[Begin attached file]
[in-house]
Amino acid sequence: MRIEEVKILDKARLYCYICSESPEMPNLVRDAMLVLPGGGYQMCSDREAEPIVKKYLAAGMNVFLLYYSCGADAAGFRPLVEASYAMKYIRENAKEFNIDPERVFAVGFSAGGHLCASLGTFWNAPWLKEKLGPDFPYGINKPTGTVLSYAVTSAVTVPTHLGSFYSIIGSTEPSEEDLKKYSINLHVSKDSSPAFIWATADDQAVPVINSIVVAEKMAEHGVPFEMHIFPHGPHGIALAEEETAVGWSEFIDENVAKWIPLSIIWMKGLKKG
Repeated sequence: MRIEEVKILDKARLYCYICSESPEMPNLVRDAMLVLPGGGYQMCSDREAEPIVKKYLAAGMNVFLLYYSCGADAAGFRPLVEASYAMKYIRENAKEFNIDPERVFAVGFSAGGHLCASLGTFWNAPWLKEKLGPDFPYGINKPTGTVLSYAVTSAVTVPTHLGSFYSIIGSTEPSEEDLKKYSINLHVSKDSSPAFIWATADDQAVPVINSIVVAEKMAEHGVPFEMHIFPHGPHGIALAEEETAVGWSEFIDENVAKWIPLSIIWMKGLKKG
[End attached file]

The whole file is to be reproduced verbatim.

[in-house]
Amino acid sequence: MRIEEVKILDKARLYCYICSESPEMPNLVRDAMLVLPGGGYQMCSDREAEPIVKKYLAAGMNVFLLYYSCGADAAGFRPLVEASYAMKYIRENAKEFNIDPERVFAVGFSAGGHLCASLGTFWNAPWLKEKLGPDFPYGINKPTGTVLSYAVTSAVTVPTHLGSFYSIIGSTEPSEEDLKKYSINLHVSKDSSPAFIWATADDQAVPVINSIVVAEKMAEHGVPFEMHIFPHGPHGIALAEEETAVGWSEFIDENVAKWIPLSIIWMKGLKKG
Repeated sequence: MRIEEVKILDKARLYCYICSESPEMPNLVRDAMLVLPGGGYQMCSDREAEPIVKKYLAAGMNVFLLYYSCGADAAGFRPLVEASYAMKYIRENAKEFNIDPERVFAVGFSAGGHLCASLGTFWNAPWLKEKLGPDFPYGINKPTGTVLSYAVTSAVTVPTHLGSFYSIIGSTEPSEEDLKKYSINLHVSKDSSPAFIWATADDQAVPVINSIVVAEKMAEHGVPFEMHIFPHGPHGIALAEEETAVGWSEFIDENVAKWIPLSIIWMKGLKKG